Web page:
Bill Summaries: S 16 OBTAIN BLOOD SAMPLE/IMPLIED-CONSENT LAWS. (NEW)

Tracking:
  • Summary date: Jun 13 2011 - More information

    AN ACT TO REQUIRE THAT LAW ENFORCEMENT REQUEST A BLOOD SAMPLE UNDER THE STATE IMPLIED-CONSENT LAWS FROM ANY PERSON CRIMINALLY CHARGED IN ANY CASE INVOLVING DEATH BY VEHICLE AND CERTAIN OTHER OFFENSES AND TO SEEK A WARRANT IF THE DRIVER REFUSES AND THERE IS PROBABLE CAUSE TO BELIEVE THE OFFENSE INVOLVED IMPAIRED DRIVING OR IS ALCOHOL-RELATED. Summarized in Daily Bulletin 1/31/11, 3/21/11, and 6/2/11. Enacted June 13, 2011. Effective December 1, 2011.


  • Summary date: Jun 2 2011 - More information

    House committee substitute makes the following changes to 2nd edition. Rewrites GS 20-16.2(a1) to clarify that an implied-consent offense is an offense involving impaired driving, a violation of GS 20-141.4(a2), or an alcohol-related offense made subject to the procedures of the statute.


  • Summary date: Mar 21 2011 - More information

    Senate committee substitute makes the following changes to 1st edition.
    Deletes provisions of previous edition and instead amends GS 20-139.1(b5), to require a law enforcement officer to request that a person charged with a violation of GS 20-141.4 (felony and misdemeanor death by vehicle; felony serious injury by vehicle; and related offenses) provide a blood sample in addition to or in lieu of a chemical analysis of the breath. Provides that if a breath sample reads .08 or more, the officer is to use discretion in requesting a blood sample. Further adds that if the person so charged willfully refuses to provide the blood sample, then a law enforcement officer with probable cause to believe that the offense involved impaired driving or was alcohol-related must seek a warrant to obtain a blood sample. States that the failure to obtain a blood sample is not grounds for the dismissal of a charge and is not assignable as error on appeal. Amends GS 20-16.2(a1), adding that an implied-consent offense also includes a violation of GS 20-141.4(a2) (misdemeanor death by vehicle). Makes conforming changes to the bill title to reflect new content. Applies to offenses committed on or after December 1, 2011.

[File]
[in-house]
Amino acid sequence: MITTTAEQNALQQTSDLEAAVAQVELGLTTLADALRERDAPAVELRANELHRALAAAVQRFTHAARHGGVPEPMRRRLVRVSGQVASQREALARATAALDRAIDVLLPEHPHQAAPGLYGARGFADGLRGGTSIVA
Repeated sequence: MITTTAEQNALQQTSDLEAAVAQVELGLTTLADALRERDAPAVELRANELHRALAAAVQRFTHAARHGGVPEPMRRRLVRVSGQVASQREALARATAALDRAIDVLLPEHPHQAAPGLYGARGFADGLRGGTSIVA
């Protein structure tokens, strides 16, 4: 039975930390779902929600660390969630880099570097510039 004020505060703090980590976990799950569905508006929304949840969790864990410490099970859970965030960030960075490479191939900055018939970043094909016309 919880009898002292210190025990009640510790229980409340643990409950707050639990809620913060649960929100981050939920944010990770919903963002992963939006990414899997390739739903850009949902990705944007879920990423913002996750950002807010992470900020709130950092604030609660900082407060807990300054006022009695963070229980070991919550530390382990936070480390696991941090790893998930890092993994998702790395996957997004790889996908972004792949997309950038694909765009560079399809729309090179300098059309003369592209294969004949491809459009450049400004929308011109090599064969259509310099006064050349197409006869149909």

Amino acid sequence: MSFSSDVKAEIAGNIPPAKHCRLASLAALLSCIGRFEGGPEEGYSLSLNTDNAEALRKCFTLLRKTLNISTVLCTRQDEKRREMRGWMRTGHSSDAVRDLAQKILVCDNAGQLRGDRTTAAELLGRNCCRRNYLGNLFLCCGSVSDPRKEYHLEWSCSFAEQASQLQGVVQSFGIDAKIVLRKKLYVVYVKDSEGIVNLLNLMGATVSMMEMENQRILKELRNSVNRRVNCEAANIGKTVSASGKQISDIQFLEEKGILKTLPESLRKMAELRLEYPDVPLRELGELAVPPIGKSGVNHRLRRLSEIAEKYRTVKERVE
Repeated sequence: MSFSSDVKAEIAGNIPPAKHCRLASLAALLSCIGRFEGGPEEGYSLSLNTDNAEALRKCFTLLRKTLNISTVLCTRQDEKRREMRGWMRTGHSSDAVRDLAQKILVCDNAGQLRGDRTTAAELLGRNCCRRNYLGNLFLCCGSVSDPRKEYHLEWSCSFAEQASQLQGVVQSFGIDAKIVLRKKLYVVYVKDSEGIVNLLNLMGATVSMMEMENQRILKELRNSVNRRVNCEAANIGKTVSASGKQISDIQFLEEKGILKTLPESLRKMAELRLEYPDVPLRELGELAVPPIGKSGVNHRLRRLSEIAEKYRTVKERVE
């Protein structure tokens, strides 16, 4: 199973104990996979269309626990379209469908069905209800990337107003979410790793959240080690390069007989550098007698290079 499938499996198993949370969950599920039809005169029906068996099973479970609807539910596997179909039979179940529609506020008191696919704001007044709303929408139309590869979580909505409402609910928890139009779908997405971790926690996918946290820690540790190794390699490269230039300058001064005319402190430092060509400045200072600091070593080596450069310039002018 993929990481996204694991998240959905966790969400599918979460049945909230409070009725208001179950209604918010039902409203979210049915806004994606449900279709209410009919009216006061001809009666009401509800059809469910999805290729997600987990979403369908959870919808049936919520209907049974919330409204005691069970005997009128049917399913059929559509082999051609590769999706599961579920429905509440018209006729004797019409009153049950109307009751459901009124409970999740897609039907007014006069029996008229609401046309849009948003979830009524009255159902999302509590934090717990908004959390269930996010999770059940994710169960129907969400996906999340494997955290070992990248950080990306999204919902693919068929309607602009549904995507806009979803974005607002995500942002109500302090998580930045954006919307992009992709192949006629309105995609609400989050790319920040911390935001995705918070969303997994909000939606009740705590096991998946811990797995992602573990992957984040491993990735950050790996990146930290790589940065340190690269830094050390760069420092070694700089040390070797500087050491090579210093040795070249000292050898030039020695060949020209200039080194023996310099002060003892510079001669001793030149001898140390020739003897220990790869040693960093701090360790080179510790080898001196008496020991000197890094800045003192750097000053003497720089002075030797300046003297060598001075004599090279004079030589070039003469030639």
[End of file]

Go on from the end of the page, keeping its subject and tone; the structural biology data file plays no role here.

• Summary date: Jan 31 2011 - More information

    Adds new subsection (d) to GS 20-141.4 to require a chemical analysis as the title indicates. Provides that a violation of proposed subsection (d) is not grounds for dismissal and is not assignable as error on appeal. Applies to offenses committed on or after October 1, 2011.


© 2022 School of Government The University of North Carolina at Chapel Hill

This work is copyrighted and subject to "fair use" as permitted by federal copyright law. No portion of this publication may be reproduced or transmitted in any form or by any means without the express written permission of the publisher. Distribution by third parties is prohibited. Prohibited distribution includes, but is not limited to, posting, e-mailing, faxing, archiving in a public database, installing on intranets or servers, and redistributing via a computer network or in printed form. Unauthorized use or reproduction may result in legal action against the unauthorized user.

Printer-friendly: Click to view